Leaving Home

Travel lightly – carrying neither weighty luggage nor burdensome preconceptions.

(Welleran Poltarnees, A Travel Blessing, Seattle, WA: Laughing Elephant Books, 2000, p4)

 After ten years living next to us, our neighbors are moving tomorrow. Our guest dog of a couple of months, Montana, left Monday afternoon. Our neighbors are staying a town away for a year, then heading to the West coast; Montana and her family move to Arkansas tomorrow.

Boxes are changing hands. Paint supplies that won’t be moving West are here, a layover on the way to creating a youth room at Christ Church. Montana’s red crate went home with her, packed with a blanket, snacks, and the line we bought for her use in the back yard. There are outgrown clothes, items for an upcoming yard sale, and books collected for the library, all set to go. Lots of things are moving to a new life elsewhere. Paring down makes traveling easier, and it also makes staying at home easier; letting go of the burden of unnecessary things is a life skill for travel and a blessing when practiced at home.

My mother says that what we own owns us. It takes time, energy, and attention to enjoy, employ, and maintain our things. Weighty luggage is weighty luggage, to go or to stay. Too many things or too many preset ideas trip us up or block our view, and our world shrinks to the size of our material and ideological stuff. There’s little room to breathe and no room to welcome others. Living lightly and traveling lightly grows our world, making room for ourselves and others. Perhaps that’s why Jesus sent his followers on their way with just their clothes and good news of God’s kingdom – light as a feather and vast as the cosmos.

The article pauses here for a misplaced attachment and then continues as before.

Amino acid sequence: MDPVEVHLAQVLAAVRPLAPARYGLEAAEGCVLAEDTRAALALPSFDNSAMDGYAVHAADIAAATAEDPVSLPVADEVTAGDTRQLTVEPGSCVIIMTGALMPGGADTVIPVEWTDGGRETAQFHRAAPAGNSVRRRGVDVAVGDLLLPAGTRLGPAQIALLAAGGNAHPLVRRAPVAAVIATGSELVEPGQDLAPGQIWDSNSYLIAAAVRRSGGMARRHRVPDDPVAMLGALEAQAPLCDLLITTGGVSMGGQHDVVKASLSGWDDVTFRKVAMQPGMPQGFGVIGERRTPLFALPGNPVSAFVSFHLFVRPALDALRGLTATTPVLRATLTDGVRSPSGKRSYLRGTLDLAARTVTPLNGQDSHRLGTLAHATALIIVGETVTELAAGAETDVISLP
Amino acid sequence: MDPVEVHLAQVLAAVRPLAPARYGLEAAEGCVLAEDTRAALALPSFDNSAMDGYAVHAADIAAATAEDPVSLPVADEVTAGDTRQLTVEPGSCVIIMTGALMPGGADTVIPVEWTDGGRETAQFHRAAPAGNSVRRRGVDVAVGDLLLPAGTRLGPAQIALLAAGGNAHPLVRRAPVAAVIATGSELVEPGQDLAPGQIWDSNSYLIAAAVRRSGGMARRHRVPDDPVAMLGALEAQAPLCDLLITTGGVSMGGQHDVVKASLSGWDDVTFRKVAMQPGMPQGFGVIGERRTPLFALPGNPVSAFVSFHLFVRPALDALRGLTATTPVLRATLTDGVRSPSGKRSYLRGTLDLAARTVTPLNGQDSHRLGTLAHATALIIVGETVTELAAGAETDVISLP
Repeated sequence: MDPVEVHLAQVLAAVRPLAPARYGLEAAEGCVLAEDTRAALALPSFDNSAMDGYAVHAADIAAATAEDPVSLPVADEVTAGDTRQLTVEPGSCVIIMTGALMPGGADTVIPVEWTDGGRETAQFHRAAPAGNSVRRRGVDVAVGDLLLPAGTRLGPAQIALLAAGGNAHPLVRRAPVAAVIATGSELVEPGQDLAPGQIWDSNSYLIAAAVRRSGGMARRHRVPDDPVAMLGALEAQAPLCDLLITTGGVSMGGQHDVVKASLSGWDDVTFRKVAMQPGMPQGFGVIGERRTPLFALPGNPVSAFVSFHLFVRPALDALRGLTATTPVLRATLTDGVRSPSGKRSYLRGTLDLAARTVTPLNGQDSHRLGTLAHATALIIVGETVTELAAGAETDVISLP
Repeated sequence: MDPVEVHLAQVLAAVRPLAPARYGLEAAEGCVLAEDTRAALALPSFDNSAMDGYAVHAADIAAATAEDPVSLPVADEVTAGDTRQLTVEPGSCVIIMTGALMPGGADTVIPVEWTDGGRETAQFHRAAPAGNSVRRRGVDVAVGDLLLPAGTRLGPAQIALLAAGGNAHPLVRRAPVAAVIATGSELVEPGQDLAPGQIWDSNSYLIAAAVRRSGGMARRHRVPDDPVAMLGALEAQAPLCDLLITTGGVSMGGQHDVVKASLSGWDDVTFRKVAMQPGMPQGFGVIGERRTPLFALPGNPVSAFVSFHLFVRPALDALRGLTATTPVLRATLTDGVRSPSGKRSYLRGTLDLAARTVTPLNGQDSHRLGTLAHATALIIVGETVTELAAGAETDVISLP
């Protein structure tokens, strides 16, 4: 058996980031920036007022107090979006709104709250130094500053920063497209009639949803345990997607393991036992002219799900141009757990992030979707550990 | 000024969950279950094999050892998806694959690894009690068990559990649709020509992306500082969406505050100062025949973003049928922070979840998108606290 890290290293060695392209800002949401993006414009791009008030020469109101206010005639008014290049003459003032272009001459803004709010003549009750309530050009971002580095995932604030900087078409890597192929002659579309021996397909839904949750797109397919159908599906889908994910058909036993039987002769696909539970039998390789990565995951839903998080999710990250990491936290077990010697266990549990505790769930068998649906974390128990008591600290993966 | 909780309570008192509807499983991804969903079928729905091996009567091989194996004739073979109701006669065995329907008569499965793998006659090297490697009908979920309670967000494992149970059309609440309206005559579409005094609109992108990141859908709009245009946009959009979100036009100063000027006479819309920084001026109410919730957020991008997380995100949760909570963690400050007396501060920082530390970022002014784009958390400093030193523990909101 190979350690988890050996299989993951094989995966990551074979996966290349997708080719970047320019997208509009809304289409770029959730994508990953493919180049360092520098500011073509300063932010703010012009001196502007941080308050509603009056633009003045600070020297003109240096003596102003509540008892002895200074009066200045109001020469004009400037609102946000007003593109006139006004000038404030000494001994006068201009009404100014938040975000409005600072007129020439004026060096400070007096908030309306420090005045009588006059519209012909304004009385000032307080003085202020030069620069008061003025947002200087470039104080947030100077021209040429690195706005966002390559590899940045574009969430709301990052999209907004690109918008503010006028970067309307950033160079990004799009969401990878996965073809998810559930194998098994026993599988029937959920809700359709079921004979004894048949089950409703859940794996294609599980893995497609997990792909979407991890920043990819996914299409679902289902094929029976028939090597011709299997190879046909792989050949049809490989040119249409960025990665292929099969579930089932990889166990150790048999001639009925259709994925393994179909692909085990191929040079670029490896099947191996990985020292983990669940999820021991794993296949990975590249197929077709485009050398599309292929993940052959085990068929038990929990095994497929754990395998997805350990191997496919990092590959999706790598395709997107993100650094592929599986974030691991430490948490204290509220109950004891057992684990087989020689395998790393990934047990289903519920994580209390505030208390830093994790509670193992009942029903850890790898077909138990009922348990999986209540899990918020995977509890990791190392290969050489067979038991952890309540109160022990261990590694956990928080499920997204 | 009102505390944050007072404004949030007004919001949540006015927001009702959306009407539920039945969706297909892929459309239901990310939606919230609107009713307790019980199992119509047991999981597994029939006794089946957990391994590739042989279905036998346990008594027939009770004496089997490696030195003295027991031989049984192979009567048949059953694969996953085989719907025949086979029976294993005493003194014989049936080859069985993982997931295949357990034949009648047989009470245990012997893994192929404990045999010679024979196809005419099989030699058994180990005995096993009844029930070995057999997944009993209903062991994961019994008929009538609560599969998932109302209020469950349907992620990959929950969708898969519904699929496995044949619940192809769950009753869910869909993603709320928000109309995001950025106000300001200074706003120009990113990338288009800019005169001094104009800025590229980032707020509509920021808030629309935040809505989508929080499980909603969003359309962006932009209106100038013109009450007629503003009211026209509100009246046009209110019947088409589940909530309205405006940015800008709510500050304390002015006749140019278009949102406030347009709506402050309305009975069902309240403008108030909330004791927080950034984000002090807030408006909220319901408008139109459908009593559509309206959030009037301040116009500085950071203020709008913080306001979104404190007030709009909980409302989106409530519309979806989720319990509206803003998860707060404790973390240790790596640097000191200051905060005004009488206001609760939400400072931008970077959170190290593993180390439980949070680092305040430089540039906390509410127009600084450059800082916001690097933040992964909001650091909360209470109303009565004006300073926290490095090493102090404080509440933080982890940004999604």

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Johnna

I am a Christian educator and writer.I have worked in churches, denominational offices, and seminaries. I have a PhD in Theology from Princeton Theological Seminary, with a focus on Practical Theology and educating in faith. In 2010, my book, "How the Other Half Lives: the challenges facing clergy spouses and partners," was published by Pilgrim Press. I believe that words can build doorways that lead to encounters with God through the Spirit.

2 thoughts on “Leaving Home”

  1. “…our world shrinks to the size of our material and ideological stuff”–wow! The more the merrier gives way to the more the shrinkier. It seems throughout the ages the holiest of people had the fewest “stuff”. I love that you included ideological stuff here. When we are packed tightly to the brim how dare we take on any new/different ideas. See you shortly.

    1. I think that’s true – the ones with the least “stuff” are most able to live a deep life – Stuff being things and perspectives that do not expand the spirit…peace, Johnna

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